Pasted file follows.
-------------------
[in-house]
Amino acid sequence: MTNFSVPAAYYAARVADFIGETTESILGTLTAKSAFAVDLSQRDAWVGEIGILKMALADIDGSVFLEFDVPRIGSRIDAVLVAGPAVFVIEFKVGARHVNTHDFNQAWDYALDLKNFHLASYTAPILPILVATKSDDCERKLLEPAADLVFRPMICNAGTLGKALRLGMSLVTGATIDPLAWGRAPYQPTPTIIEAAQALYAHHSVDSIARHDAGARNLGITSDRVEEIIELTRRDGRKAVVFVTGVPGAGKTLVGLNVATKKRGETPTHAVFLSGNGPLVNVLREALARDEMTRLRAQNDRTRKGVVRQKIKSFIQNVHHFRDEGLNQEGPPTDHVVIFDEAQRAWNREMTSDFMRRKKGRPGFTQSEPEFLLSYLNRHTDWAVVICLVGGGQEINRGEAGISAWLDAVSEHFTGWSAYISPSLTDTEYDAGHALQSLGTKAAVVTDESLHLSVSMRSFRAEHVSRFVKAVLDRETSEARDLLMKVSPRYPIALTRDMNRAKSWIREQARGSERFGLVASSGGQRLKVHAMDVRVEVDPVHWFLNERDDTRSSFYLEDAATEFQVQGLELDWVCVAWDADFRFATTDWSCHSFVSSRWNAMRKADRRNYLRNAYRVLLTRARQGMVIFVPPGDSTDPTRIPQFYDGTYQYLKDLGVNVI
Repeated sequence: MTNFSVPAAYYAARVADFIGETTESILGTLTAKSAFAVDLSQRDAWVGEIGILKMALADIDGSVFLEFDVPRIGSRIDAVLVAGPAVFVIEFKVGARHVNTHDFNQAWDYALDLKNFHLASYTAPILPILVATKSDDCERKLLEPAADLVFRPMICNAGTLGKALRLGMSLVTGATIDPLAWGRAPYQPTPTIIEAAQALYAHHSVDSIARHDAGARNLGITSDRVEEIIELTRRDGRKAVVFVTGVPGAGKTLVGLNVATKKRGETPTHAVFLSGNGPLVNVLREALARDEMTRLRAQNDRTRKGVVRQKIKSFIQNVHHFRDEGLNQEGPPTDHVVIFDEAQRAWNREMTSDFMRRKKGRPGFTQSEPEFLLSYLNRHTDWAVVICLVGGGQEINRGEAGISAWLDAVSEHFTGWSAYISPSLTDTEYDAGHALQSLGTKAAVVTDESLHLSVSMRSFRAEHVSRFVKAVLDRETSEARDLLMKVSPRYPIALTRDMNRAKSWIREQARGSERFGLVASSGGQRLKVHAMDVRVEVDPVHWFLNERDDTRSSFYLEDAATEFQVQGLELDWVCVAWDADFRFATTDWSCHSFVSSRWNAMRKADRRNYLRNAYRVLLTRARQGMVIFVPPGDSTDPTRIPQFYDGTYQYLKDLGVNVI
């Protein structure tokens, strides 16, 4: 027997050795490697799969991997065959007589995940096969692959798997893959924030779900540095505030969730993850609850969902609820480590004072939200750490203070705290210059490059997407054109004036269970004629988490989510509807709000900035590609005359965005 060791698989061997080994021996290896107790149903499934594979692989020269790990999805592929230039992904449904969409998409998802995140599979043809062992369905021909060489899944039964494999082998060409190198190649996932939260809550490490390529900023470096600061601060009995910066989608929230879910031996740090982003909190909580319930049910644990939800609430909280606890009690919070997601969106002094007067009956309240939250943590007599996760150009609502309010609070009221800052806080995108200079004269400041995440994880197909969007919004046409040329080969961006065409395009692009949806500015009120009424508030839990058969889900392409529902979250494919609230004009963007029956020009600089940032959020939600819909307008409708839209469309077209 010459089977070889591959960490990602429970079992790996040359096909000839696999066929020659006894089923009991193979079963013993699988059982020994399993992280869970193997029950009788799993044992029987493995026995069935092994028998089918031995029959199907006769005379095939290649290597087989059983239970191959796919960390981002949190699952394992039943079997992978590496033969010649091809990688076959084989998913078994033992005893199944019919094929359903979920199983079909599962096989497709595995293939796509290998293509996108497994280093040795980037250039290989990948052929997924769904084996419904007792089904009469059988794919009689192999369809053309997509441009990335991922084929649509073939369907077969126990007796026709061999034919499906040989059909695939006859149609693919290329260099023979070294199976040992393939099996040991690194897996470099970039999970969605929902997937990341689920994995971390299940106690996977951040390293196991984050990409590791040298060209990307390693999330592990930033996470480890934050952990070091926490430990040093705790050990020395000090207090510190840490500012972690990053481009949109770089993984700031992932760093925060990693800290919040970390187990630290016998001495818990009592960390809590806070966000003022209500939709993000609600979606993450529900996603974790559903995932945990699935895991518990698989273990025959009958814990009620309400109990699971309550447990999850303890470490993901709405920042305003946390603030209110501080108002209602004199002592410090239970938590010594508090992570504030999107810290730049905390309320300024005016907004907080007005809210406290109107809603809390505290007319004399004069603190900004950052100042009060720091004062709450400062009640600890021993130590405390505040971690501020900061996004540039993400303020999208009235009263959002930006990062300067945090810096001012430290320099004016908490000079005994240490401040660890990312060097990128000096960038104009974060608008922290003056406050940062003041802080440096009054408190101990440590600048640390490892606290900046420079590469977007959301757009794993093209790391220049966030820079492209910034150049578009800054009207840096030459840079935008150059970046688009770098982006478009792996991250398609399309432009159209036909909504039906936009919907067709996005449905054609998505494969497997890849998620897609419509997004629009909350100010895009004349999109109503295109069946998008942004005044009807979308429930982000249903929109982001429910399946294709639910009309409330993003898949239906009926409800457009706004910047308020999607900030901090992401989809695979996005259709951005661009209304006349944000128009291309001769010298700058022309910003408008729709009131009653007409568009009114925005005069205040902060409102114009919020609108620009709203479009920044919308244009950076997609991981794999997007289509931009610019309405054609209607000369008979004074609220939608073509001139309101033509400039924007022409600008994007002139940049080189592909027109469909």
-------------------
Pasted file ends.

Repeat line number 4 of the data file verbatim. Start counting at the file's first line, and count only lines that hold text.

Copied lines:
């Protein structure tokens, strides 16, 4: 027997050795490697799969991997065959007589995940096969692959798997893959924030779900540095505030969730993850609850969902609820480590004072939200750490203070705290210059490059997407054109004036269970004629988490989510509807709000900035590609005359965005 060791698989061997080994021996290896107790149903499934594979692989020269790990999805592929230039992904449904969409998409998802995140599979043809062992369905021909060489899944039964494999082998060409190198190649996932939260809550490490390529900023470096600061601060009995910066989608929230879910031996740090982003909190909580319930049910644990939800609430909280606890009690919070997601969106002094007067009956309240939250943590007599996760150009609502309010609070009221800052806080995108200079004269400041995440994880197909969007919004046409040329080969961006065409395009692009949806500015009120009424508030839990058969889900392409529902979250494919609230004009963007029956020009600089940032959020939600819909307008409708839209469309077209 010459089977070889591959960490990602429970079992790996040359096909000839696999066929020659006894089923009991193979079963013993699988059982020994399993992280869970193997029950009788799993044992029987493995026995069935092994028998089918031995029959199907006769005379095939290649290597087989059983239970191959796919960390981002949190699952394992039943079997992978590496033969010649091809990688076959084989998913078994033992005893199944019919094929359903979920199983079909599962096989497709595995293939796509290998293509996108497994280093040795980037250039290989990948052929997924769904084996419904007792089904009469059988794919009689192999369809053309997509441009990335991922084929649509073939369907077969126990007796026709061999034919499906040989059909695939006859149609693919290329260099023979070294199976040992393939099996040991690194897996470099970039999970969605929902997937990341689920994995971390299940106690996977951040390293196991984050990409590791040298060209990307390693999330592990930033996470480890934050952990070091926490430990040093705790050990020395000090207090510190840490500012972690990053481009949109770089993984700031992932760093925060990693800290919040970390187990630290016998001495818990009592960390809590806070966000003022209500939709993000609600979606993450529900996603974790559903995932945990699935895991518990698989273990025959009958814990009620309400109990699971309550447990999850303890470490993901709405920042305003946390603030209110501080108002209602004199002592410090239970938590010594508090992570504030999107810290730049905390309320300024005016907004907080007005809210406290109107809603809390505290007319004399004069603190900004950052100042009060720091004062709450400062009640600890021993130590405390505040971690501020900061996004540039993400303020999208009235009263959002930006990062300067945090810096001012430290320099004016908490000079005994240490401040660890990312060097990128000096960038104009974060608008922290003056406050940062003041802080440096009054408190101990440590600048640390490892606290900046420079590469977007959301757009794993093209790391220049966030820079492209910034150049578009800054009207840096030459840079935008150059970046688009770098982006478009792996991250398609399309432009159209036909909504039906936009919907067709996005449905054609998505494969497997890849998620897609419509997004629009909350100010895009004349999109109503295109069946998008942004005044009807979308429930982000249903929109982001429910399946294709639910009309409330993003898949239906009926409800457009706004910047308020999607900030901090992401989809695979996005259709951005661009209304006349944000128009291309001769010298700058022309910003408008729709009131009653007409568009009114925005005069205040902060409102114009919020609108620009709203479009920044919308244009950076997609991981794999997007289509931009610019309405054609209607000369008979004074609220939608073509001139309101033509400039924007022409600008994007002139940049080189592909027109469909």